Vagrant will parse the file and see that there are four VMs to create. Let’s go ahead and just provision one of the nodes. Type

vagrant up control

It will take a little while the first time you run the command because it will need to download the CentOS Box from the repository. It will be significantly faster going forward. However, once it downloads the box, it will import it and then fail immediately.


This is because the Vagrantfile is parsed and sees that the Vagrantfile specifies a folder to sync to the guest, but the folder does not exist on the host.  Go ahead and make the directory (you will use it later) and type ‘vagrant up control’ again


This time it worked. It imports the box, sets up all of the networking, inserts an SSH key, and begins to provision the node. This will do a few things, including installing the software we specified in the provisioning stanza of the Vagrantfile. If you get to this point, you are in great shape


Let’s check the status of Vagrant now by doing ‘vagrant status’


Now let’s try to actually interact with the VM by typing

vagrant ssh control


And if you poke around a bit


We could start playing around with Ansible at this point, but let’s not get ahead of ourselves


Now type ‘exit’ to quit the SSH session and go back to PowerShell. This VM should be reachable from our host box, which is a benefit of doing a host-only adapter. However, when I tried to ping the node, it timed out. So what gives?


I double-checked the Vagranfile and everything looked right. So I used ‘vagrant ssh control’ to get back into the node. (this works because it is not SSHing into that address, but rather with port forwarding rules, which you can see if you look at the initial ‘vagrant up’).

I checked out the interfaces with ‘ip addr’


Ignore eth0, eth1 is the interface which should have the IP address which you assign. Unfortunately it didn’t get any IP.

You can tell Vagrant to re-run through the Vagrantfile to make sure it was correctly provisioned. That’s what we’ll do in this case

vagrant reload control


And let’s try again


Looks like that fixed it. Let’s ping it just to make sure everything is in working order


Looks good.

Folder Syncing

As mentioned a few times in this guide, Vagrant makes it very easy to sync multiple folders across hosts and guests. Earlier we had to create the folder to sync to the guest. Let’s see how this actually works.

We’ll create a new file on our Windows host box. I’ll use VS Code to create a file within the ‘ansible_data’ called ‘inventory’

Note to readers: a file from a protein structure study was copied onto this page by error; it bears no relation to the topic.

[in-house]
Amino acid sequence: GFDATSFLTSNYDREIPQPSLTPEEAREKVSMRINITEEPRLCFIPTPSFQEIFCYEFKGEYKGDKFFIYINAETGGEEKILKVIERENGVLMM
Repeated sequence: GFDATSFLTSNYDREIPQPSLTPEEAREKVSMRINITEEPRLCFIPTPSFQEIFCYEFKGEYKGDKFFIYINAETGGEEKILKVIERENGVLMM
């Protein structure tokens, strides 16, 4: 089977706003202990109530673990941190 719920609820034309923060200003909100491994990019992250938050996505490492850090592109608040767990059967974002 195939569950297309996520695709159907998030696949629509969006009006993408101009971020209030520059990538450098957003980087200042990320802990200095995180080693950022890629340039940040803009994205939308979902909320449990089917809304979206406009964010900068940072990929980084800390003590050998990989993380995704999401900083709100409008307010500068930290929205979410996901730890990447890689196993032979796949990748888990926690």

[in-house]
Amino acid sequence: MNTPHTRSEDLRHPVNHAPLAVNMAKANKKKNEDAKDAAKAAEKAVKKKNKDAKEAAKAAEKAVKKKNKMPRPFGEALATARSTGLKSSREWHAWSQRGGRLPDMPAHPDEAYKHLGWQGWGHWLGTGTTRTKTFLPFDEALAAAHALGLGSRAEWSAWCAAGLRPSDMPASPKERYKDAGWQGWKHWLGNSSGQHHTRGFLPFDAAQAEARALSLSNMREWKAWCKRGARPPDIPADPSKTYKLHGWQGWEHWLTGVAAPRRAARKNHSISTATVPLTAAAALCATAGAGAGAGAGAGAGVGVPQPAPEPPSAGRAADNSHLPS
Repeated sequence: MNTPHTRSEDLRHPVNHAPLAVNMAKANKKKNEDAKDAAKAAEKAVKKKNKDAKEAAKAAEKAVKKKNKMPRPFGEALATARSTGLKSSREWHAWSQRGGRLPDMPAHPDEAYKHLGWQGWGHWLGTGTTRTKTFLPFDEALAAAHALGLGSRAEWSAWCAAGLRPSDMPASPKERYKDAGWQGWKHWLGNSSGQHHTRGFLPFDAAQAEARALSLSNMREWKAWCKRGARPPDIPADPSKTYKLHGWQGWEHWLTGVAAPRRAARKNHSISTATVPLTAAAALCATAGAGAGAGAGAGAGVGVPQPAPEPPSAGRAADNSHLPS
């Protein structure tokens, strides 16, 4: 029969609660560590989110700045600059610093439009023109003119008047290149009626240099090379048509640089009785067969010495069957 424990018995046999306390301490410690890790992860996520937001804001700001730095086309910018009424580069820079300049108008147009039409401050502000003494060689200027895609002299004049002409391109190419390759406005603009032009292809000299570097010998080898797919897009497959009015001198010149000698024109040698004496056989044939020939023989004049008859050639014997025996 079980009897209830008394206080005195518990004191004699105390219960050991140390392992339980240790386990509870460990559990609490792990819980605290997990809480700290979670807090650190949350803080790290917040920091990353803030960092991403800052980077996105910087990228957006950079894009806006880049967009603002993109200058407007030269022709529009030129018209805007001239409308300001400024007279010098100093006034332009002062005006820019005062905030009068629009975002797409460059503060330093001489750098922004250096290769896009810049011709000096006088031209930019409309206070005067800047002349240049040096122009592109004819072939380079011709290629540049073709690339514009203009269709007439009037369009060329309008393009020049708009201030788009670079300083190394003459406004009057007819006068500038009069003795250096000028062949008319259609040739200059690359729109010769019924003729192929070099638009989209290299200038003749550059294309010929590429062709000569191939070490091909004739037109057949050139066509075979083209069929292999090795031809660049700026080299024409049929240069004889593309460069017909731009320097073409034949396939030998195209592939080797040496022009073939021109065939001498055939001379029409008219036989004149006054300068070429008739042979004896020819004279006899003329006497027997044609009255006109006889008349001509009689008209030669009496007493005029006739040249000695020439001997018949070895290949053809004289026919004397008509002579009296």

This will obviously show up in Windows Explorer


But what does it look like in the Ansible VM? Let’s check it out with vi.



No surprises there. The syncing is nearly instantaneous and works in both directions. Let’s add a line in vi


and then view it on our host


More Vagrant Up

Alright, so we have the Ansible control server. That wasn’t bad, but now we have to still bring up all of the others *sigh*

Yes, but it’s incredibly easy. Remember why the first ‘vagrant up’ failed? The web server nodes also have a synced folder. Add that directory in root of this repository — it’s called ‘web_data’.

Now rather than running ‘vagrant up ‘, just type

vagrant up


This will bring up all of the nodes at once. Let that run for a few minutes and they should all complete.


Type ‘vagrant status’ to verify


And there you have it — four virtual machines all on the same network as each other.

Suspending VMs

Now, to pause all of the VMs, type

vagrant suspend

Or type ‘vagrant suspend <name>’ to pause a single VM like so


As it mentions, ‘vagrant up’ will resume the VM(s).


As mentioned in the requirements, I do not want to care about the infrastructure I create for a sandbox. Vagrant caters to that sentiment very well.

Simply type

vagrant destroy -f

to destroy all VMs defined in the Vagrantfile (the -f forces it without asking for confirmation).

Alternatively you can call out the specific VM like so


Big Picture?

Both Ansible files and the Vagrantfile are written in declarative languages. They are just text files. As such, they can be added to Git. This means the modification to your infrastructure is documented, tracked, mobile, and easily reversible.

And with folder syncing, you can develop infrastructure by writing Ansible config files from your host box using your tools. These changes will be reflected immediately on the Ansible control server, and can be deployed to your nodes in an instant.

Not only that, but it becomes very easy to test your configuration management. Pull down the Git repository and your Vagrantfile, and you have it all right there; you have an automated test environment that can easily resemble your production environment and you have your Ansible playbooks (we’ll get to that in part 4) ready to test configurations against that infrastructure.

This gets very powerful — very fast.

Up Next – Part 4: Ansible

In Part 4, we’ll finally get to Ansible. It will cover folder structure, inventories, variables, playbooks, and roles.